Of course it didn’t help when ex-vegan bloggers declared very loudly that they’d stopped being vegan because they felt they ‘needed’ meat, and that when they took their first bite of meat they felt like the energy was flowing back into their bodies again.
I can’t comment on what may or may not have happened to make them feel unwell on a vegan diet – there could be lots of potential reasons; just as there could be lots of potential reasons for someone feeling unwell on a meat and dairy-centric diet. But, I can say that it is NOT the meat that gave them their energy back.
Optimal energy comes mainly from carbohydrates.
Meat contains little in the way of carbohydrates. If you used meat for carbohydrates, you’d have to eat SO much of it to get the carbs your body needed it really wouldn’t be healthy in terms of the amounts of saturated fat and cholesterol you’d also be consuming (not to mention hormones and antibiotics).
So which carbohydrates specifically should energy come from?
Any tubers, root veg and starchy veg (potatoes, sweet potatoes, squashes of all description)
I implore you to memorise this list if you suffer from fatigue; the dreaded 11 or 3 o’clock slump; or just generally feel you don’t have enough energy.
These are the foods you should look to for your everyday energy. Not meat or any animal protein. Not even nuts, or fruit and veg.
Just to be clear; nuts and seeds contain little carbohydrate, and you’d have to eat a ton to get any decent levels – which would mean you’d be consuming way too much fat.
And fruit and veg, although they contain more carbohydrates than the previous items mentioned, it’s still too small an amount per calorie to give you substantial fuel for the day – unless you eat a bucket of them – but who really wants do that?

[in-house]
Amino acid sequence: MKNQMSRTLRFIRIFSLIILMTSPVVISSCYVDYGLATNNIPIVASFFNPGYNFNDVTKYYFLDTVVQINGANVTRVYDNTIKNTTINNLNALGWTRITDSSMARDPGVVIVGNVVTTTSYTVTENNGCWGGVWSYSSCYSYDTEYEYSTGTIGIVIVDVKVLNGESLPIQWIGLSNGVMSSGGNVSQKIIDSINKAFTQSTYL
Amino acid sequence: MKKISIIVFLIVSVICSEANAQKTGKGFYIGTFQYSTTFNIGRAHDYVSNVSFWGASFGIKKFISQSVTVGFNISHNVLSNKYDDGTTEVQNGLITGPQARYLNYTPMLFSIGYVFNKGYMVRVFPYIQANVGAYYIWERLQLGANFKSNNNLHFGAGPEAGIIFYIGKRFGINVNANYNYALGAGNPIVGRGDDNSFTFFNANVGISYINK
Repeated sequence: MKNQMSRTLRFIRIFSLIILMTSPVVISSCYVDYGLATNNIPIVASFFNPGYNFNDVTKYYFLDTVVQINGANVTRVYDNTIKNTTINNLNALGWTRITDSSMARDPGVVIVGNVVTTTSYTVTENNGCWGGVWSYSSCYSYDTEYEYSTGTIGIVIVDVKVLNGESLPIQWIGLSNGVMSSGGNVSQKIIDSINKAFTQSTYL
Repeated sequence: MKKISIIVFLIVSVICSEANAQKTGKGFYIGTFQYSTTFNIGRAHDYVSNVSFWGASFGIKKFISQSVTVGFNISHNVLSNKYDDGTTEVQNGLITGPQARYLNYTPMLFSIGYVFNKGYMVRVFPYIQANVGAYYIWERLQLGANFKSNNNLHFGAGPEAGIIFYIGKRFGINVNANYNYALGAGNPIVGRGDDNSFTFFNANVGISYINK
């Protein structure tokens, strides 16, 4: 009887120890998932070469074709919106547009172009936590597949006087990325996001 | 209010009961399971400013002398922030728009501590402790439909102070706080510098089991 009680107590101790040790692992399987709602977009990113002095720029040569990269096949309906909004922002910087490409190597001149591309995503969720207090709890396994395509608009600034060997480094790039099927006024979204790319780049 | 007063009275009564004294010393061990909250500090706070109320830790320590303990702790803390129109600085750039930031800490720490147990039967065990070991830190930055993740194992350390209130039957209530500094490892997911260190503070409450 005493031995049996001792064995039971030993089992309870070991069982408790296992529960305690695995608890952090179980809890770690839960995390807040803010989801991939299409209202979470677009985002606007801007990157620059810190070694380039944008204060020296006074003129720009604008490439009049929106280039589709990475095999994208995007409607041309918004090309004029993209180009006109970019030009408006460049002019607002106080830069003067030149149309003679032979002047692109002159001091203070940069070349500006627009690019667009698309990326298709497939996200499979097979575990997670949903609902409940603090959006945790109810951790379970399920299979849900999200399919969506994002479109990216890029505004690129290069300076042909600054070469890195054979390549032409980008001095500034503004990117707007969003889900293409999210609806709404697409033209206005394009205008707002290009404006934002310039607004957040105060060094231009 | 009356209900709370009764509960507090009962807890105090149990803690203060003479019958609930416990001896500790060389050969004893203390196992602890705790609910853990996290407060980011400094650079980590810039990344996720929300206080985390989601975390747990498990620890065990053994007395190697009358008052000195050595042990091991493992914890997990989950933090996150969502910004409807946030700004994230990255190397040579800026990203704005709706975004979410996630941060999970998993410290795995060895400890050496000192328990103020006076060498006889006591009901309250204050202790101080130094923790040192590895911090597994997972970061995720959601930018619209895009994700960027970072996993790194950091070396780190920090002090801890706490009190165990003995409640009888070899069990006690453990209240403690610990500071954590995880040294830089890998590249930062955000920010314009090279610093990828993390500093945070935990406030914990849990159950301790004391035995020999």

If anything, many people report meat making them feel lethargic and ‘weighed down,’ not full of energy. But thanks to paleo et al, carbophobia is an epidemic right now of proportions it is hard to comprehend. Lots of us seem to have lost the innate knowledge that previous civilisations held – that it is grains, cereals, beans and starchy veg that give us fuel.
In case you were wondering; whole carbohydrates will not make you put on weight. They are FULL of fibre, and will fill you up before you can overeat.
Meat, on the other hand, does not fill you up and contains zero fibre. If you are concerned at all about weight – it’s the meat you should be ditching.
The reality is that we should all be clamouring for whole carbs to power us optimally through our busy lives.
The main source of vitamin D for everyone is sunlight (aim to get 5 to 15 minutes of sunlight on your face, legs or arms every day between 10am-3pm. Go for the full 15 minutes if you have darker skin). It’s also found in fatty fish and eggs, but even omnivores don’t eat fatty fish and eggs every day, so, as with most deficiencies, vitamin D deficiency isn’t just a potential vegan problem, but a potential ‘everyone’ problem.